Students watch a video. They try to graph what they see. Then they play back the video and see how their graphical model would be represented as an animation. Does what they meant to graph about the world actually match the world?Looking at it for the first time it appeared that the three graphing activities had very specific aims. But, for some reason, I was curious how it might play out with the elementary set.
I showed my eight year old the first activity, Cannon Man, after school on Monday and we did not stop for over 45 minutes. At first she tried to solve the graph and was working really hard, with great conversations between the two of us ('cause I'm still new to all this too, plus we're pretty good at learning stuff together sometimes). At one point she said, "Just show me the answer!" and I said, "Well, that's the point, it's you who figures out what the answer is."
At some point the laptop touch pad made the line weird and it crossed, and all of a sudden there were two little men! Hilarity ensued as we started to move away from the script. She started drawing random lines (some crossing, some starting and stopping) just to see what would happen.
Long story short, we spent the rest of our time (about 30 minutes) trying to make the graph do our bidding in terms of making the little guy move the way we want him too, and choreographing two, sometimes three guys at a time. (And, honestly, hundreds of him at times).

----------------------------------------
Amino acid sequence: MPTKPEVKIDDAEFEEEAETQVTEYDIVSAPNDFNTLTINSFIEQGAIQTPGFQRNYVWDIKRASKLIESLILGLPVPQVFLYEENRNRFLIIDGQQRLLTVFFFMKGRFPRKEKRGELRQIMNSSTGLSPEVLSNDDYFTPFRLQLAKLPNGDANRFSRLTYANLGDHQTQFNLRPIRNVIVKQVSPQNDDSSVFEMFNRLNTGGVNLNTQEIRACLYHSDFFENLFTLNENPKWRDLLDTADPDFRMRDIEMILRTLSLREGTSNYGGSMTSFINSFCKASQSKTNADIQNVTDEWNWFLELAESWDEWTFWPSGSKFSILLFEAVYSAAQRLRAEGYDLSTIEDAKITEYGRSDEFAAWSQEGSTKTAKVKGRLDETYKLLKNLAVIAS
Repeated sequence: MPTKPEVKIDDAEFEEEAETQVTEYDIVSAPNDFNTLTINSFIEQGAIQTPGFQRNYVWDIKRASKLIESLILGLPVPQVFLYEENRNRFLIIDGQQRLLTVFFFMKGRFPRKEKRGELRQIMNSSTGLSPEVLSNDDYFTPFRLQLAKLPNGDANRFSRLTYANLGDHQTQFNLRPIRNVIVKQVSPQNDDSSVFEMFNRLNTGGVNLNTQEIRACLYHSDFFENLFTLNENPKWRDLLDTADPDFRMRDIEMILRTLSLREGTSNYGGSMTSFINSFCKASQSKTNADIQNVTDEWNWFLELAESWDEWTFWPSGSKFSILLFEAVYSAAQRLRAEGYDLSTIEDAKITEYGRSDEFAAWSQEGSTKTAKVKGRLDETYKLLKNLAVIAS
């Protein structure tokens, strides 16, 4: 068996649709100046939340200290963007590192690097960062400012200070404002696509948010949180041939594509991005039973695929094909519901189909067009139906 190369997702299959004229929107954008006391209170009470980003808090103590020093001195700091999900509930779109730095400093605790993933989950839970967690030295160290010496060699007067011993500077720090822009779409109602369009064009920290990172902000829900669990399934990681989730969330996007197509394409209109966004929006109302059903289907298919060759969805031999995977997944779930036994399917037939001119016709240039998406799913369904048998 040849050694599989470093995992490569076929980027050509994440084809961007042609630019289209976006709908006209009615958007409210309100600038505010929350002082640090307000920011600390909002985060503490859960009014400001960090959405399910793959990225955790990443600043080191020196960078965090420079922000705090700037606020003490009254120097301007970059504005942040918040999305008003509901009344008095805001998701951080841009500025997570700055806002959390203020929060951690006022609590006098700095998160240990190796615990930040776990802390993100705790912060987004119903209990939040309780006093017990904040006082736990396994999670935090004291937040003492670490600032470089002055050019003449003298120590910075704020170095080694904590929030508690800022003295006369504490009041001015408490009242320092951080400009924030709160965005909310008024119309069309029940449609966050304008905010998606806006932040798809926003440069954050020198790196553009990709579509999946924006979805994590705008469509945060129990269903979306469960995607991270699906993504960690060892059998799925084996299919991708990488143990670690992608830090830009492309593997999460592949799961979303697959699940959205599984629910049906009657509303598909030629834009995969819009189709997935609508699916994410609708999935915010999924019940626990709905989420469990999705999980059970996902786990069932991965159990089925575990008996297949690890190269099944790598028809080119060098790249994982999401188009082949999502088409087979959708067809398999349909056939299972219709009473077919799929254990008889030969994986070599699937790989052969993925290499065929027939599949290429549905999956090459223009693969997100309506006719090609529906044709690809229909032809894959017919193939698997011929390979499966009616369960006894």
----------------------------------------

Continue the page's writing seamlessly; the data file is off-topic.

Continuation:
It was truly DE-lightful.
And, even better, it's apparent she learned something. I did my own version where I drew little bumps hopping across the bottom third of the graph. Then I did one where the guy went up really fast and then tried to have his jumps be lower and lower.
Frankly, my work was not subtle or effective. My girl took over the reigns, made some adjustments to my model and produced something truly sophisticated -- height, time, and speed merged to create a lovely, smooth choreography of bouncing Cannon Man who ultimately disappeared for a moment, and then glided back down. And, this is a child who spends very little time in front of the computer.
So, the perfect tool to think with, yes? Clear goal, but open ended enough to produce unexpected learning. Intuitive and yet helpful in building skills. Accessible/meaningful to students younger and older than the target audience (MS/HS?). Isn't the point of an "object to think with" that the student will learn how to use and think with the tool rather than simply work 'as instructed'? It's clear there was a LOT of thinking happening 'round here this afternoon.
Go read more about their reasoning for making it and try it out for yourself!